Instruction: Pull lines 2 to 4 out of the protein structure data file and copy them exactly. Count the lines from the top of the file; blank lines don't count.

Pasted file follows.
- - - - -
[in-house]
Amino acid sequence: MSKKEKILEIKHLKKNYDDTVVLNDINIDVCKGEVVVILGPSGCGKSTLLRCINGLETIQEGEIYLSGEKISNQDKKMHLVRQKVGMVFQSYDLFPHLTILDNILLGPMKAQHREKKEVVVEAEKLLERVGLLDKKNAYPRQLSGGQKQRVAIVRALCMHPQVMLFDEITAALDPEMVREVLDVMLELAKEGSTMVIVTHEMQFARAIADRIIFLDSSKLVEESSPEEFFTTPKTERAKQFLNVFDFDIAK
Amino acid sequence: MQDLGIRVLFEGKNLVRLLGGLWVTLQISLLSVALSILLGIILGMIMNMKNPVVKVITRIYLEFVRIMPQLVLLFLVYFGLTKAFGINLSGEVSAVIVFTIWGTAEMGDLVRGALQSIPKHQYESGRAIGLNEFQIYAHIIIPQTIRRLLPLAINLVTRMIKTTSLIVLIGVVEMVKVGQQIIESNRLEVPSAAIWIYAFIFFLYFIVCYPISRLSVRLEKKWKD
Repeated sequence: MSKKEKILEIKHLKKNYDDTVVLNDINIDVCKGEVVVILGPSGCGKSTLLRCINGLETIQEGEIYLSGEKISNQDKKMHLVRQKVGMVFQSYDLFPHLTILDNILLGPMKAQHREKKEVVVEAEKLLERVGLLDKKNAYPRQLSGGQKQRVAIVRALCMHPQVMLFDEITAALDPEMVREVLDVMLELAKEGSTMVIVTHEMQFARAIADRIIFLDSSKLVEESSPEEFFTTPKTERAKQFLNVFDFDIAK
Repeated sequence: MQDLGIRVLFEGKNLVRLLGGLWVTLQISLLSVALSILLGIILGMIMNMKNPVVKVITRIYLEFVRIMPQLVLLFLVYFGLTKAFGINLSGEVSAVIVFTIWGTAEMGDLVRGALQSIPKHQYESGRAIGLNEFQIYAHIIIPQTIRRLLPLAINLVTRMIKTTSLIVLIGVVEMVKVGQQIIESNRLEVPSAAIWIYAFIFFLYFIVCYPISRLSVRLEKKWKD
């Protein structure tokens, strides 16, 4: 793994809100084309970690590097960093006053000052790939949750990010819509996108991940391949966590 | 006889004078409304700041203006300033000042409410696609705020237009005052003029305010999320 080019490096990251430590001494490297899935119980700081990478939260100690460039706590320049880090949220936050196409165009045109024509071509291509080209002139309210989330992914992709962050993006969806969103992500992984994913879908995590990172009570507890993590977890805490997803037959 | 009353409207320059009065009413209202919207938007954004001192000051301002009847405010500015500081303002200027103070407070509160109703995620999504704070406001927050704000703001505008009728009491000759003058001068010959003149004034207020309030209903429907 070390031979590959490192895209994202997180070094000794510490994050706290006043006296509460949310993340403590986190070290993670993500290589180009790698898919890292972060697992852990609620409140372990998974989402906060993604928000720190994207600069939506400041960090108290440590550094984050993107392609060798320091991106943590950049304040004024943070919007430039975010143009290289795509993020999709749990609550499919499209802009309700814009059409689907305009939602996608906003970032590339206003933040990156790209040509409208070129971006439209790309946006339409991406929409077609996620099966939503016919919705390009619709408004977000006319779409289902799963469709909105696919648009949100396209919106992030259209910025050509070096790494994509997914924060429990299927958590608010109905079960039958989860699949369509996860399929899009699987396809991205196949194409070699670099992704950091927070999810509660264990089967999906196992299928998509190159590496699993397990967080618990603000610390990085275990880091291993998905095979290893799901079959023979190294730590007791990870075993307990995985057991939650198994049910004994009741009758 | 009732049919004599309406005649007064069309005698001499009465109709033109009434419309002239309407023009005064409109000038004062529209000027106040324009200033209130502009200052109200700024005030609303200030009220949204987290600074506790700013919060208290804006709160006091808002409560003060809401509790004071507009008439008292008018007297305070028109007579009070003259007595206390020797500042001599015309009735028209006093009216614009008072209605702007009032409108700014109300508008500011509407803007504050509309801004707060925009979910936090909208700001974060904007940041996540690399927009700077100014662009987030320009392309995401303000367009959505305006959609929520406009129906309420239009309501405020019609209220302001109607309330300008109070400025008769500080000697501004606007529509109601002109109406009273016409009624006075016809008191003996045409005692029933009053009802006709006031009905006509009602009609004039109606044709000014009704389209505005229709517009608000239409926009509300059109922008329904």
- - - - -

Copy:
Amino acid sequence: MSKKEKILEIKHLKKNYDDTVVLNDINIDVCKGEVVVILGPSGCGKSTLLRCINGLETIQEGEIYLSGEKISNQDKKMHLVRQKVGMVFQSYDLFPHLTILDNILLGPMKAQHREKKEVVVEAEKLLERVGLLDKKNAYPRQLSGGQKQRVAIVRALCMHPQVMLFDEITAALDPEMVREVLDVMLELAKEGSTMVIVTHEMQFARAIADRIIFLDSSKLVEESSPEEFFTTPKTERAKQFLNVFDFDIAK
Amino acid sequence: MQDLGIRVLFEGKNLVRLLGGLWVTLQISLLSVALSILLGIILGMIMNMKNPVVKVITRIYLEFVRIMPQLVLLFLVYFGLTKAFGINLSGEVSAVIVFTIWGTAEMGDLVRGALQSIPKHQYESGRAIGLNEFQIYAHIIIPQTIRRLLPLAINLVTRMIKTTSLIVLIGVVEMVKVGQQIIESNRLEVPSAAIWIYAFIFFLYFIVCYPISRLSVRLEKKWKD
Repeated sequence: MSKKEKILEIKHLKKNYDDTVVLNDINIDVCKGEVVVILGPSGCGKSTLLRCINGLETIQEGEIYLSGEKISNQDKKMHLVRQKVGMVFQSYDLFPHLTILDNILLGPMKAQHREKKEVVVEAEKLLERVGLLDKKNAYPRQLSGGQKQRVAIVRALCMHPQVMLFDEITAALDPEMVREVLDVMLELAKEGSTMVIVTHEMQFARAIADRIIFLDSSKLVEESSPEEFFTTPKTERAKQFLNVFDFDIAK